B. Irreparable Harm

If the injunction is not granted, plaintiffs face the risk that the Subject Property, which they represent is their primary residence, will be sold. The loss of property is often considered an irreparable loss because of the unique nature of real property. Alcaraz v. Wachovia Mortg. FSB, 592 F. Supp. 2d 1296, 1301-02 (E.D. Cal. 2009) (noting that the loss of a home is a "serious loss," but denying motion for preliminary injunctive relief); Avila v. Stearns Lending, Inc., No. Civ. 08-0419-AG(CTx), 2008 WL 1378231, at *3 (C.D. Cal. Apr. 7, 2008). Accordingly, plaintiffs have demonstrated the risk of irreparable loss.

C. Balance of Equities "A preliminary injunction is an extraordinary remedy never awarded as of right." Winter, 129 S. Ct. at 376. "In each case, a court must balance the competing claims of injury and must consider the effect on each party of the granting or withholding of the requested relief." Amoco Prod. Co. v. Vill. of Gambell, Alaska, 480 U.S. 531, 542 (1987).

Defendants contend that, if an injunction is granted, they stand to suffer financial hardship because they will incur damages in the form of lost rental value, lost earned interest, and lost profits due to the property's depreciation in the interim. As a practical matter, defendants will never be able to recover for that loss. Defendants have not, though, demonstrated that an injunction would damage the Subject Property or otherwise threaten any security interest in the property. This is less of a burden than plaintiffs stand to suffer if they lose their home through a foreclosure sale.

Although plaintiffs emphasize the hardship they will bear if they lose their home, there are other factors the court must take into account. It is a well-established maxim that "he who seeks equity must do equity." Mfr.'s Fin. Co. v. McKey, 294 U.S. 442, 449 (1935). Plaintiffs currently owe over $70,000 on their mortgage and for over two years they have been making only modified payments on their loan. The only bond that they offer to post is one in the form of monthly payments in the amount of $1,088.28, the same amount as the monthly trial payments required under the TPP, which defendant represents is more than one-third less than their regular monthly payments. (Opp'n to Mot. for Prelim. Inj. at 21:8-9 (Docket No. 17).)

In such a situation, it is not clear that the balance of equities tips in plaintiffs' favor. Rather, it seems likely that granting plaintiffs' request for a preliminary injunction would allow them to delay, prolonging the period of time that they have been able to retain the property at issue without paying the full obligations due under the loan and preventing defendants from exercising their rights to foreclose on the property. See Alcaraz, 592 F. Supp. 2d at 1305-06.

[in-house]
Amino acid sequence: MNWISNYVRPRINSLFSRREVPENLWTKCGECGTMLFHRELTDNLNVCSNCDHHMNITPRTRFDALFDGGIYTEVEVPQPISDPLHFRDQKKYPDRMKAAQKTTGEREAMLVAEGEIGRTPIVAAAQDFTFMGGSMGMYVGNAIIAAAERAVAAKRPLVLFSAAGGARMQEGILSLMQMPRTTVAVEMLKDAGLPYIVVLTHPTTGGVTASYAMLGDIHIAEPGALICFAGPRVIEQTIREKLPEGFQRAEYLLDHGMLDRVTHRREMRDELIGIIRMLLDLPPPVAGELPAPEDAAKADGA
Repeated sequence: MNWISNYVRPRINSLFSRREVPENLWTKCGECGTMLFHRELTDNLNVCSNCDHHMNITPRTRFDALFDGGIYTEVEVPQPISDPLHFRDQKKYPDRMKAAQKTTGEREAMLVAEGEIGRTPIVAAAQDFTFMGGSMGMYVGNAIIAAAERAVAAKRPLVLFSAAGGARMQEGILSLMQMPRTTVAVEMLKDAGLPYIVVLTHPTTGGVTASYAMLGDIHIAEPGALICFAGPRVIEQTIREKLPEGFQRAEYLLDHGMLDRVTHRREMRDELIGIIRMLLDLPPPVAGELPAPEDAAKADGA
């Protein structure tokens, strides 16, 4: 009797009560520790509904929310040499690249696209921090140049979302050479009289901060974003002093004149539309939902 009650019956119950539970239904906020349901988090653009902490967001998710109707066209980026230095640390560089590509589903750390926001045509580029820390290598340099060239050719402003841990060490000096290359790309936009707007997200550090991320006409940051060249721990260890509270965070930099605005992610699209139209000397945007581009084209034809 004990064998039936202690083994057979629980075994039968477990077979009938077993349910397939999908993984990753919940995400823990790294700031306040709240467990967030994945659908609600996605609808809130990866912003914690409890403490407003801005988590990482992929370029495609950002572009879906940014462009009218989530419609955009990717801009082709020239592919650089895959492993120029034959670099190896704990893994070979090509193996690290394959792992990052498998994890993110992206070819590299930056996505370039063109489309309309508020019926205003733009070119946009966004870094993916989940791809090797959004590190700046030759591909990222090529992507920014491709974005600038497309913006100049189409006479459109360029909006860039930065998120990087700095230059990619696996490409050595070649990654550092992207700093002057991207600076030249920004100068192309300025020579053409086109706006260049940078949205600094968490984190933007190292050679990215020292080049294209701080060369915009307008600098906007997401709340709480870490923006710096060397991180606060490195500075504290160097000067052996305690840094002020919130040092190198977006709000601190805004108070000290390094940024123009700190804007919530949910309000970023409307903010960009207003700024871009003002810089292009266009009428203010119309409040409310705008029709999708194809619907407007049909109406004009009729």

D. Public Interest "In exercising their sound discretion, courts of equity

should pay particular regard for the public consequences in employing the extraordinary remedy of injunction." Weinberger v. Romero-Barcelo, 456 U.S. 305, 312 (1982). "The public interest analysis for the issuance of a preliminary injunction requires [the court] to consider 'whether there exists some critical public interest that would be injured by the grant of preliminary relief.'" Indep. Living Ctr. of So. Cal., Inc. v. Maxwell-Jolly, 572 F.3d 644, 659 (9th Cir. 2009) (quoting Hybritech Inc. v. Abbott Lab., 849 F.2d 1446, 1458 (Fed. Cir. 1988)), vacated on other grounds, 132 S. Ct. 1204 (2012).

Neither party has addressed this factor in any detail. However, the court cannot see that delaying the foreclosure sale of plaintiffs' property would injure a critical public interest. Accordingly, this factor weighs slightly in plaintiffs' favor. See Stormans, Inc. v. Selecky, 586 F.3d 1109, 1138-39 (9th Cir. 2009) ("When the reach of an injunction is narrow, limited only to the parties, and has no impact on non-parties, the public interest will be 'at most a neutral factor in the analysis rather than one that favor[s] [granting or] denying the preliminary injunction.'" (quoting Bernhardt v. L.A. Cnty., 339 F.3d 920, 931 (9th Cir. 2003)) (alterations in original)).

Balancing the relevant factors, especially given plaintiffs' failure to show any probability of success on the merits of their claim, the court finds that plaintiffs are not entitled to a preliminary injunction.

IT IS THEREFORE ORDERED that plaintiffs' motion for a preliminary injunction be, and the same hereby is, DENIED.